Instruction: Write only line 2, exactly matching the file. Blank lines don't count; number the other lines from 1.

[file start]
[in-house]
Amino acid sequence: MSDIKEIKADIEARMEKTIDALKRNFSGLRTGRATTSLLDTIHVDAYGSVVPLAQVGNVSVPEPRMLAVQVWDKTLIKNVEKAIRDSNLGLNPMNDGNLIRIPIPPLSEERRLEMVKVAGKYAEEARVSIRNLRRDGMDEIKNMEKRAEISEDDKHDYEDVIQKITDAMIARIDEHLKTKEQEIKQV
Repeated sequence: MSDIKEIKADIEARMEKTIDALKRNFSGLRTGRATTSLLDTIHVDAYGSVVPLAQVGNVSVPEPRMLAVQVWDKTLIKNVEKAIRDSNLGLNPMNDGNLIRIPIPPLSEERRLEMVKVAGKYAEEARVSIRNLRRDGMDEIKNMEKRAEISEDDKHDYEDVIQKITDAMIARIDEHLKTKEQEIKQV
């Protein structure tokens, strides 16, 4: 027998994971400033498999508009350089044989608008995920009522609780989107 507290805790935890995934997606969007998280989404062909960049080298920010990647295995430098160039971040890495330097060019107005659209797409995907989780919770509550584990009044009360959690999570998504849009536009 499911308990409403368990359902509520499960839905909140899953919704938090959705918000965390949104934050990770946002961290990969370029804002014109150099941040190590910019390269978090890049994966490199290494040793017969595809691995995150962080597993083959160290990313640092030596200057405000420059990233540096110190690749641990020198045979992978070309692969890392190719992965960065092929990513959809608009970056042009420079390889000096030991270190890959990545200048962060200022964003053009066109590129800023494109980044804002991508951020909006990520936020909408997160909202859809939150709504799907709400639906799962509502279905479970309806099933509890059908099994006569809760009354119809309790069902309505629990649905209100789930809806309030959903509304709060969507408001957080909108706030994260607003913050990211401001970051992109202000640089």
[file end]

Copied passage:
Amino acid sequence: MSDIKEIKADIEARMEKTIDALKRNFSGLRTGRATTSLLDTIHVDAYGSVVPLAQVGNVSVPEPRMLAVQVWDKTLIKNVEKAIRDSNLGLNPMNDGNLIRIPIPPLSEERRLEMVKVAGKYAEEARVSIRNLRRDGMDEIKNMEKRAEISEDDKHDYEDVIQKITDAMIARIDEHLKTKEQEIKQV